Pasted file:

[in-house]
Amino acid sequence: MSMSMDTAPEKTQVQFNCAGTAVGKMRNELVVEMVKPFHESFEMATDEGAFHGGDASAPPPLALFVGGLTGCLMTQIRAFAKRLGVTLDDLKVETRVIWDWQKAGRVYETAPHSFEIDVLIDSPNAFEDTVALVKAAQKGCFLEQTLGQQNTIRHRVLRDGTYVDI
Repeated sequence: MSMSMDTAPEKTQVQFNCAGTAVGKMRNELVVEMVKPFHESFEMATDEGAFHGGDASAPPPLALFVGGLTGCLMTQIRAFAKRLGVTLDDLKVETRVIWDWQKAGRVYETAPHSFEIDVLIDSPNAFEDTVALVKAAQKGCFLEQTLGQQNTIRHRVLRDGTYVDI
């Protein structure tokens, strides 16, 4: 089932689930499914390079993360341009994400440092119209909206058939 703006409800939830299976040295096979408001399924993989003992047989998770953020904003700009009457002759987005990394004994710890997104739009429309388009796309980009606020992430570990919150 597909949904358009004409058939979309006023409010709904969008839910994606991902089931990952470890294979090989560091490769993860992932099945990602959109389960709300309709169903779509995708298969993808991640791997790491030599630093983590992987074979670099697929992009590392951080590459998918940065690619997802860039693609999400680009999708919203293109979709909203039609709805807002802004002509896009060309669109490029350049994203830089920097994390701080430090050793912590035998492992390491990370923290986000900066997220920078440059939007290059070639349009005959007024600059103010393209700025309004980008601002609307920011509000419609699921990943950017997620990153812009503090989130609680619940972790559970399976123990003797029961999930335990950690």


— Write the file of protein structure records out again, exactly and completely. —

[in-house]
Amino acid sequence: MSMSMDTAPEKTQVQFNCAGTAVGKMRNELVVEMVKPFHESFEMATDEGAFHGGDASAPPPLALFVGGLTGCLMTQIRAFAKRLGVTLDDLKVETRVIWDWQKAGRVYETAPHSFEIDVLIDSPNAFEDTVALVKAAQKGCFLEQTLGQQNTIRHRVLRDGTYVDI
Repeated sequence: MSMSMDTAPEKTQVQFNCAGTAVGKMRNELVVEMVKPFHESFEMATDEGAFHGGDASAPPPLALFVGGLTGCLMTQIRAFAKRLGVTLDDLKVETRVIWDWQKAGRVYETAPHSFEIDVLIDSPNAFEDTVALVKAAQKGCFLEQTLGQQNTIRHRVLRDGTYVDI
């Protein structure tokens, strides 16, 4: 089932689930499914390079993360341009994400440092119209909206058939 703006409800939830299976040295096979408001399924993989003992047989998770953020904003700009009457002759987005990394004994710890997104739009429309388009796309980009606020992430570990919150 597909949904358009004409058939979309006023409010709904969008839910994606991902089931990952470890294979090989560091490769993860992932099945990602959109389960709300309709169903779509995708298969993808991640791997790491030599630093983590992987074979670099697929992009590392951080590459998918940065690619997802860039693609999400680009999708919203293109979709909203039609709805807002802004002509896009060309669109490029350049994203830089920097994390701080430090050793912590035998492992390491990370923290986000900066997220920078440059939007290059070639349009005959007024600059103010393209700025309004980008601002609307920011509000419609699921990943950017997620990153812009503090989130609680619940972790559970399976123990003797029961999930335990950690």